Substance use disorder (SUD) is a chronic mental health condition, and many people in recovery go through times when they struggle to stay sober.
Withdrawal symptoms, triggers, and cravings can make recovery difficult, even when taking part in a treatment program.
If your friend or relative experiences difficulties quitting drug or alcohol use, here are some things you can say to them to offer your support.
Express Pride For Your Loved One
On a logical level, your loved one may fully understand that struggling with sobriety, like struggling with the symptoms of any mental health condition, is not a shameful thing.
Even so, they may still feel ashamed on a deeper level. Drug addiction itself often creates shame, and the societal stigma surrounding addiction can worsen it.
You can help by expressing pride for your friend and their recovery process. A simple “I’m so proud of you” can go a long way.
Emphasize Their Efforts And Victories
Imagine working on a major project that you have never done before, such as painting a masterpiece or building a house from the ground up.
You will likely experience setbacks during this project, and it will take you a long time to finish it.
Now, imagine that instead of noticing your hard work, your loved ones only pointed out your mistakes and the parts of your project that you have not finished yet.
People struggling to stay sober often experience similar feelings. Starting the recovery journey is far from easy, and it becomes even more difficult when people only notice their mistakes and setbacks.
Try to take some time to notice your friend’s efforts and victories, and offer encouraging words.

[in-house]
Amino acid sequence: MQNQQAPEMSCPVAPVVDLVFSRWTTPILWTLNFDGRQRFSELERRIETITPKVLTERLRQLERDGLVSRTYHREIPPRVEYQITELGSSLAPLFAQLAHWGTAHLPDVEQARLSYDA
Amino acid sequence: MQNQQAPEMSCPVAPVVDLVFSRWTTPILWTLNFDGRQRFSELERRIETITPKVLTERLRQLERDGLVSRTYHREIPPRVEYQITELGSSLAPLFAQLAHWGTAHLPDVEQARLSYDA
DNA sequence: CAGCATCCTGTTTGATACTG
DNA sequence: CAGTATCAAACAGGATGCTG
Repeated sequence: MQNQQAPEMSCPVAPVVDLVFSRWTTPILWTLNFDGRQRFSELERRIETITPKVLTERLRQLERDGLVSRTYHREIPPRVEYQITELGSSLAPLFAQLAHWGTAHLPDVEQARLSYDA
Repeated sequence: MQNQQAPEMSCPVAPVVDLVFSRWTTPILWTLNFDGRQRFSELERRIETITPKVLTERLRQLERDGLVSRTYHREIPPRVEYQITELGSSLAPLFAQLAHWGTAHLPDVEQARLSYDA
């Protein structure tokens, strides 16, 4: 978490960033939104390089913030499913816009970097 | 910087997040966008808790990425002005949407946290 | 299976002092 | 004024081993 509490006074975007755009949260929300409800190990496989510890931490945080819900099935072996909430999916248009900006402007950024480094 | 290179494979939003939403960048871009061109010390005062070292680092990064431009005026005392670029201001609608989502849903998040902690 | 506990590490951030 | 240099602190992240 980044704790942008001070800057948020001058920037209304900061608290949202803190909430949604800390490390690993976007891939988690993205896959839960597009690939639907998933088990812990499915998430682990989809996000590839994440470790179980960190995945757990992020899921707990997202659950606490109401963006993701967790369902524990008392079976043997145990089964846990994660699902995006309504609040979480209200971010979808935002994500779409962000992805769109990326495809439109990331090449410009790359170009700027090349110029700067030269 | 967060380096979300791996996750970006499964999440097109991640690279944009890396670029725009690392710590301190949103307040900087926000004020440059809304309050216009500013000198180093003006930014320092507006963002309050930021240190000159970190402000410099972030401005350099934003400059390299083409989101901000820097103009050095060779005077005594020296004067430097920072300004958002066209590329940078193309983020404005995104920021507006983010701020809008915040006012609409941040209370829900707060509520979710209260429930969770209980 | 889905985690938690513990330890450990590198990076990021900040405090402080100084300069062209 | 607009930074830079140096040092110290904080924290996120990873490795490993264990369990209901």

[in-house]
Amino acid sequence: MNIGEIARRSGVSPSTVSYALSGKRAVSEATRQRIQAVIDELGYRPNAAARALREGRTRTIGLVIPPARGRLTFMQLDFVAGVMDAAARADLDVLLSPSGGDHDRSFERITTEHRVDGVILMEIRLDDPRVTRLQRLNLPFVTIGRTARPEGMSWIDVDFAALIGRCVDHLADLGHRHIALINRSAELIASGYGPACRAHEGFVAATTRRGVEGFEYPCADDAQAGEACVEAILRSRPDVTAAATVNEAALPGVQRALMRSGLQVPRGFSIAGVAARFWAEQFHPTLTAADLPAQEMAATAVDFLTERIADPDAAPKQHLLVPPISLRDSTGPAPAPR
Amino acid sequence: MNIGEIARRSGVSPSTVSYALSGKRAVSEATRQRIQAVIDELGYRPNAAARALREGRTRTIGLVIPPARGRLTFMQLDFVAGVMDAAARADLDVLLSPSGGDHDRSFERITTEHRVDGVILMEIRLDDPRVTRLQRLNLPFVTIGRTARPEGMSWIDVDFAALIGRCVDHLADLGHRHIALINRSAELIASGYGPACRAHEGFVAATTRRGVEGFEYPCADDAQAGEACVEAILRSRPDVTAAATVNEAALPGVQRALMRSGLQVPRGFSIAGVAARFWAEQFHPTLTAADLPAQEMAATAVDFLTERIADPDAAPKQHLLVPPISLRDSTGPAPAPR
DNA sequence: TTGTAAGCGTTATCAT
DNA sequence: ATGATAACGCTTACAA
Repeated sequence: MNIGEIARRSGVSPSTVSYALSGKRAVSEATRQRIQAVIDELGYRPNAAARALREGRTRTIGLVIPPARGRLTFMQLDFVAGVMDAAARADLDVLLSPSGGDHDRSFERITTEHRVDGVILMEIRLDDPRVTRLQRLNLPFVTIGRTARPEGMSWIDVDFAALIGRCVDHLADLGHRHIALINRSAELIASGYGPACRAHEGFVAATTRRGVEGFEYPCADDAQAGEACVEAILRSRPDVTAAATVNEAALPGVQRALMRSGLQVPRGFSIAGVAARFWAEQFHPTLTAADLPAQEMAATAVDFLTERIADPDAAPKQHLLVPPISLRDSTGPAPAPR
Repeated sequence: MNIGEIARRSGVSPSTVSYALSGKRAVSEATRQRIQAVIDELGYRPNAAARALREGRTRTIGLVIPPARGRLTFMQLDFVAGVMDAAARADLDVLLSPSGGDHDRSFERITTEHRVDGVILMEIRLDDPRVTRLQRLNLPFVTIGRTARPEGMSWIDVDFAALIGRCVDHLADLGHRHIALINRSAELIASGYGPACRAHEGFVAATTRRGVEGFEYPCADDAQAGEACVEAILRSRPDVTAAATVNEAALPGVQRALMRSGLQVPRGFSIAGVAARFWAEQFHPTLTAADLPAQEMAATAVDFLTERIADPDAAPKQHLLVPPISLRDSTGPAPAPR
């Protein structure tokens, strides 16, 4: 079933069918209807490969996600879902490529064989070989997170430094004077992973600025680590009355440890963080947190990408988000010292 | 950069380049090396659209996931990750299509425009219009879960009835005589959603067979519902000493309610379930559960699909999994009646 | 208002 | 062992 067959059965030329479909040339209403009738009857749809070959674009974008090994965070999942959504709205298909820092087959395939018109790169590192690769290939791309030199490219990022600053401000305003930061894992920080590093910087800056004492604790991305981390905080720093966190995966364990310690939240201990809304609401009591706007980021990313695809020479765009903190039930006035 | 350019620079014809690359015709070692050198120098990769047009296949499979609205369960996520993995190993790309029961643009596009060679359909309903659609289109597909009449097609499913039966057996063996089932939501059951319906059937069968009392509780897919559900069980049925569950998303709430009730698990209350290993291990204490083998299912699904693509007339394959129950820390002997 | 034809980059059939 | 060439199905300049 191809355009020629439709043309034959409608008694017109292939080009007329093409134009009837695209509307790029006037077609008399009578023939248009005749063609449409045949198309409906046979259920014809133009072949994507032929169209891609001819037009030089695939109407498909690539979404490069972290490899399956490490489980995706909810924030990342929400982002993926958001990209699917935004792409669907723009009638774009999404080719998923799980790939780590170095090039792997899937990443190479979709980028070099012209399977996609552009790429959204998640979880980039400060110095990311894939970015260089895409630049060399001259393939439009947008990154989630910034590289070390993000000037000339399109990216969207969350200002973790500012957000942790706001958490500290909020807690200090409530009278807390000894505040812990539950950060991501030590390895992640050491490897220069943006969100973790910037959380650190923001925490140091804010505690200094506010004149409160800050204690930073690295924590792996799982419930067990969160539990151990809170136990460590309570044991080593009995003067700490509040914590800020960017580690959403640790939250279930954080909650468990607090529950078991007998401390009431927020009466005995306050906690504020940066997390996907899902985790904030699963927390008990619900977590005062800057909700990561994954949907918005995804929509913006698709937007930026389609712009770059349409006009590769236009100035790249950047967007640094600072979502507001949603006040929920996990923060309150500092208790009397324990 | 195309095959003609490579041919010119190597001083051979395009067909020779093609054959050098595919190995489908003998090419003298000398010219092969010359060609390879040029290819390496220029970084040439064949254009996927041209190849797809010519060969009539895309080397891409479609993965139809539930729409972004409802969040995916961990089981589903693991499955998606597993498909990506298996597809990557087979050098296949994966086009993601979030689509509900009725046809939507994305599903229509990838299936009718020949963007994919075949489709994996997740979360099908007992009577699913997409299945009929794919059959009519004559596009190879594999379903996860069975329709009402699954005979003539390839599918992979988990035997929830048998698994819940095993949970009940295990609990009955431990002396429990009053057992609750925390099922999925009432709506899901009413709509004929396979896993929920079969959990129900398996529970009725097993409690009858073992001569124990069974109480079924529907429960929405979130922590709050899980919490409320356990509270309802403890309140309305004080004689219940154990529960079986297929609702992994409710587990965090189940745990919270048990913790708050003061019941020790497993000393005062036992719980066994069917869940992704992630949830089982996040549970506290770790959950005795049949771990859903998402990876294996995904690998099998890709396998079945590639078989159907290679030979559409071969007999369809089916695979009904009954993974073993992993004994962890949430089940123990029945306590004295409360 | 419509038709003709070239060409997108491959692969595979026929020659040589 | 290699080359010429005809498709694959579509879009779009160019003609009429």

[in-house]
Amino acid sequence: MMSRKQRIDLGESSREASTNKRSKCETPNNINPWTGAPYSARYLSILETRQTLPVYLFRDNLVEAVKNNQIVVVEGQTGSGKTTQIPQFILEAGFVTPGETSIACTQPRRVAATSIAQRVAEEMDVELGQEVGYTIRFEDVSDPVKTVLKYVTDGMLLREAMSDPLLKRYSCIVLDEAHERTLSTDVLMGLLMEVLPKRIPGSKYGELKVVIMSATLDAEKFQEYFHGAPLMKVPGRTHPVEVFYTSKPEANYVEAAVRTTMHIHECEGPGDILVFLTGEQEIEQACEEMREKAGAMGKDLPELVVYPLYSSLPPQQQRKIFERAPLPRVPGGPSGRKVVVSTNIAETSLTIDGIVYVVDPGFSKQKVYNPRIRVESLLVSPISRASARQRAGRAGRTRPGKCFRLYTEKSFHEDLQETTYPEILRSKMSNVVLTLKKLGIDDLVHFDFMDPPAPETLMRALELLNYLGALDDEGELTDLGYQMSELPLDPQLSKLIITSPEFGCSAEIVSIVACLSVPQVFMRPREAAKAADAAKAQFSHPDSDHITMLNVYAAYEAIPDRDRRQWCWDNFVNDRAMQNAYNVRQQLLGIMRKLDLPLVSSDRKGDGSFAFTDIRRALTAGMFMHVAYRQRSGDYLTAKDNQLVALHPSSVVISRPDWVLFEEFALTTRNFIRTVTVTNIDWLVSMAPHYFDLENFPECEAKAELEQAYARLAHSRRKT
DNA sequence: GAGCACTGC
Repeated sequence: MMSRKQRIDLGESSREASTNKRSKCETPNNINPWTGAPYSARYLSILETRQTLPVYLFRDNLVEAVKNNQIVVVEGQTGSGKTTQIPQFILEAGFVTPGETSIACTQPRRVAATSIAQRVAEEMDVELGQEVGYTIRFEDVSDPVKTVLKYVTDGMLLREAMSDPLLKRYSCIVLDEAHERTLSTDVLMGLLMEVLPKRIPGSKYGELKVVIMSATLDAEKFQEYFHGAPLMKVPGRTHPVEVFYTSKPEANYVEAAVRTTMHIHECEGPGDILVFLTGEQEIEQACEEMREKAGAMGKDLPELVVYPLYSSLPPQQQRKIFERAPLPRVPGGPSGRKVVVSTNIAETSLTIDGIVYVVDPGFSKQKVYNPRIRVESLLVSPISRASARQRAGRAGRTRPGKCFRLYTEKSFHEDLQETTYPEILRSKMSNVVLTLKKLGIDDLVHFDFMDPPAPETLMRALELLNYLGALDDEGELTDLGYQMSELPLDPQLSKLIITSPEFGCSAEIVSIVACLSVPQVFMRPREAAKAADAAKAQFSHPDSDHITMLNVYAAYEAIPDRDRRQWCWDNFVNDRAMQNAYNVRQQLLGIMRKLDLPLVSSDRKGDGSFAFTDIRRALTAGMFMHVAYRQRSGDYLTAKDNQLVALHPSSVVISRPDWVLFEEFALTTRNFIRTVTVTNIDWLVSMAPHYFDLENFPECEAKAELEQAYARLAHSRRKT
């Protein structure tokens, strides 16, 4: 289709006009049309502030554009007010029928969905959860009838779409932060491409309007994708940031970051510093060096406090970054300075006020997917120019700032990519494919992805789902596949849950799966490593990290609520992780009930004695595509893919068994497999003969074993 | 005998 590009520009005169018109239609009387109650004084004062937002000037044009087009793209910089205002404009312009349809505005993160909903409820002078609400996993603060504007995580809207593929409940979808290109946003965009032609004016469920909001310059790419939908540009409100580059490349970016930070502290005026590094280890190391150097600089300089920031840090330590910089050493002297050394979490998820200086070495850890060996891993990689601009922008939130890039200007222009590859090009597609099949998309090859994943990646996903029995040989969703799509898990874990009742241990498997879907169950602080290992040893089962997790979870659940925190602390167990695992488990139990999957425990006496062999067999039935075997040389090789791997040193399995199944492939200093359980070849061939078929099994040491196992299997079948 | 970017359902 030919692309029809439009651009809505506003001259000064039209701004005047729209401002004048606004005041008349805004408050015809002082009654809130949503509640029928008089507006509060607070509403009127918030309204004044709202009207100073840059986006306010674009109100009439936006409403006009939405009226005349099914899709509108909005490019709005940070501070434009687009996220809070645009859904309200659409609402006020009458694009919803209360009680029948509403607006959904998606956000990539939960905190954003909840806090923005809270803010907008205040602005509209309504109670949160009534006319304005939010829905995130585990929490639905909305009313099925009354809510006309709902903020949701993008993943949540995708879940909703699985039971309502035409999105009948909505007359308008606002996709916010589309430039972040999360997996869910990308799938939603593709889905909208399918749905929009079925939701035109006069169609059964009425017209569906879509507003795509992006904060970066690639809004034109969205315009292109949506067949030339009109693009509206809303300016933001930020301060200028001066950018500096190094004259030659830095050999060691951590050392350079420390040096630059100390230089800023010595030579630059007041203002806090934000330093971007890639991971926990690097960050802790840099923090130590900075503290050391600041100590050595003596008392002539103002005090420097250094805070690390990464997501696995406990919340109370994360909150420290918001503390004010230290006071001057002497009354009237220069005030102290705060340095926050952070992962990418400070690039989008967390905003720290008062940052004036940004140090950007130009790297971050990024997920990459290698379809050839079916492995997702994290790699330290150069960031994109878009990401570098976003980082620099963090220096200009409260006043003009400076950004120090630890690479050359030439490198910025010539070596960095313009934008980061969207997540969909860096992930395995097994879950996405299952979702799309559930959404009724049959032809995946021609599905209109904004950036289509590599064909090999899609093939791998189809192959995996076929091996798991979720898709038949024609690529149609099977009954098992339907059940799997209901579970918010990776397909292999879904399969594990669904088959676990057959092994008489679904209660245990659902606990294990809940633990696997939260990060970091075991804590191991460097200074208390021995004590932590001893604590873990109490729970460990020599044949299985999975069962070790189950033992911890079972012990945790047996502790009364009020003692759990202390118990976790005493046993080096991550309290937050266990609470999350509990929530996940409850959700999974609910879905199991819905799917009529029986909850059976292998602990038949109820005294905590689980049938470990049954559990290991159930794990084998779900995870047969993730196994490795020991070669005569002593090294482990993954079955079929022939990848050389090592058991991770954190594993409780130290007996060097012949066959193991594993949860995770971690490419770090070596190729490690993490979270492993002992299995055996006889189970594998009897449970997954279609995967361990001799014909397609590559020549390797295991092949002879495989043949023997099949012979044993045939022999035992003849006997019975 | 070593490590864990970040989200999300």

For example, you might say something like “Hey, I know it must have been really hard to avoid drinking alcohol at that party, but I’m really proud of you for turning down that drink.”
Provide Specific Offers For Help
If you’ve been through difficult times, you may have heard somebody tell you to let them know if you needed anything.
Even if this person was completely sincere, and even if you absolutely needed some help, you may not have contacted this person.
We tend to avoid accepting this well-meaning offer because of its vagueness. We don’t want to over-burden people, and sometimes, we know we need something but aren’t sure what it is.
If somebody struggling with addiction hears this offer, they may feel the same way, especially if drug use has caused clouded thinking, which is a common effect of drug addiction.
Instead, you might offer specific types of help, such as:
- visiting your loved one at their treatment center
- preparing their meals while they attend outpatient treatment
- for family members, attending family therapy
- helping with household and self-care tasks such as laundry
- helping them find treatment options and recovery support
Ask If They Want To Spend Time With You
When a person goes through a difficult situation, friends and family members may avoid speaking to them out of fear of saying the wrong thing.
However, this approach can leave people feeling lonely and alienated, especially when they experience an isolating condition such as drug or alcohol addiction.
You can help your loved one feel less isolated by spending time with them. Again, providing a specific offer will take some of the burden away from this person.
Suggest specific activities that do not involve drugs or alcohol, such as going to coffee shops or watching movies with them at home.
Other Ways To Support A Loved One’s Addiction Recovery
In addition to offering supportive words, there are several other things you can do to support a loved one’s recovery.
These options include:
- learning about substance abuse and related behavioral health conditions
- learning about relapse triggers and avoiding them around your loved one
- attending support groups, such as Al-Anon, for loved ones of people in recovery
- taking care of your own health and wellness
- getting to know your loved one’s sober friends
Get Help For Addiction
Addiction is complicated and difficult, but it is a treatable condition.
If you or a loved one experience substance abuse, you’re not alone. Contact Detox Rehabs today to discover addiction treatment facilities.Article Sources
- American Psychiatric Association — What Is A Substance Use Disorder?
- New York State Office Of Addiction Services And Supports — Understanding And Supporting A Loved One’s Recovery
- Substance Abuse And Mental Health Services Administration — Resources For Families Coping With Mental And Substance Use Disorders